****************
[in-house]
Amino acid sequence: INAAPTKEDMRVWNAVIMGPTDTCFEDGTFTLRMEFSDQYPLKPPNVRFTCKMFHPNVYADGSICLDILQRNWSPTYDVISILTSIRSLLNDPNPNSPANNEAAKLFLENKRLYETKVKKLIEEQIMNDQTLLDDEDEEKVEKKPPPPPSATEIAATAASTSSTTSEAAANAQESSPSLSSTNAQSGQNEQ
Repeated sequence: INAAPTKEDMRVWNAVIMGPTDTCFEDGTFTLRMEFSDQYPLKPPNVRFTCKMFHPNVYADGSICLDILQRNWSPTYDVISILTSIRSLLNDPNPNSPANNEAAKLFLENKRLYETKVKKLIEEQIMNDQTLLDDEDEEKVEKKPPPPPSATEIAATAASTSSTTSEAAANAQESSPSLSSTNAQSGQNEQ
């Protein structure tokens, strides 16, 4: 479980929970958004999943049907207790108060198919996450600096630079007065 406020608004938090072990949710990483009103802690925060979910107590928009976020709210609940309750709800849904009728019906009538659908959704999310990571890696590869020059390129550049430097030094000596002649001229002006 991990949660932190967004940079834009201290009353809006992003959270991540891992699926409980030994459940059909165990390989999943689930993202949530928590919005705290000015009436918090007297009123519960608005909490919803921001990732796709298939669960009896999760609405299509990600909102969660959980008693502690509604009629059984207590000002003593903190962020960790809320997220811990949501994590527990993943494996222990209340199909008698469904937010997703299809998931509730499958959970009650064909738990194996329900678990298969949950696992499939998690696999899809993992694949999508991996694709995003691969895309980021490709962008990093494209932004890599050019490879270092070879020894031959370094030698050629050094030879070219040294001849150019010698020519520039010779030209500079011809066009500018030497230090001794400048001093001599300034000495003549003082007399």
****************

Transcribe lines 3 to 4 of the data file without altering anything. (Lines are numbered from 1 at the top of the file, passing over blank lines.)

Repeated sequence: INAAPTKEDMRVWNAVIMGPTDTCFEDGTFTLRMEFSDQYPLKPPNVRFTCKMFHPNVYADGSICLDILQRNWSPTYDVISILTSIRSLLNDPNPNSPANNEAAKLFLENKRLYETKVKKLIEEQIMNDQTLLDDEDEEKVEKKPPPPPSATEIAATAASTSSTTSEAAANAQESSPSLSSTNAQSGQNEQ
């Protein structure tokens, strides 16, 4: 479980929970958004999943049907207790108060198919996450600096630079007065 406020608004938090072990949710990483009103802690925060979910107590928009976020709210609940309750709800849904009728019906009538659908959704999310990571890696590869020059390129550049430097030094000596002649001229002006 991990949660932190967004940079834009201290009353809006992003959270991540891992699926409980030994459940059909165990390989999943689930993202949530928590919005705290000015009436918090007297009123519960608005909490919803921001990732796709298939669960009896999760609405299509990600909102969660959980008693502690509604009629059984207590000002003593903190962020960790809320997220811990949501994590527990993943494996222990209340199909008698469904937010997703299809998931509730499958959970009650064909738990194996329900678990298969949950696992499939998690696999899809993992694949999508991996694709995003691969895309980021490709962008990093494209932004890599050019490879270092070879020894031959370094030698050629050094030879070219040294001849150019010698020519520039010779030209500079011809066009500018030497230090001794400048001093001599300034000495003549003082007399």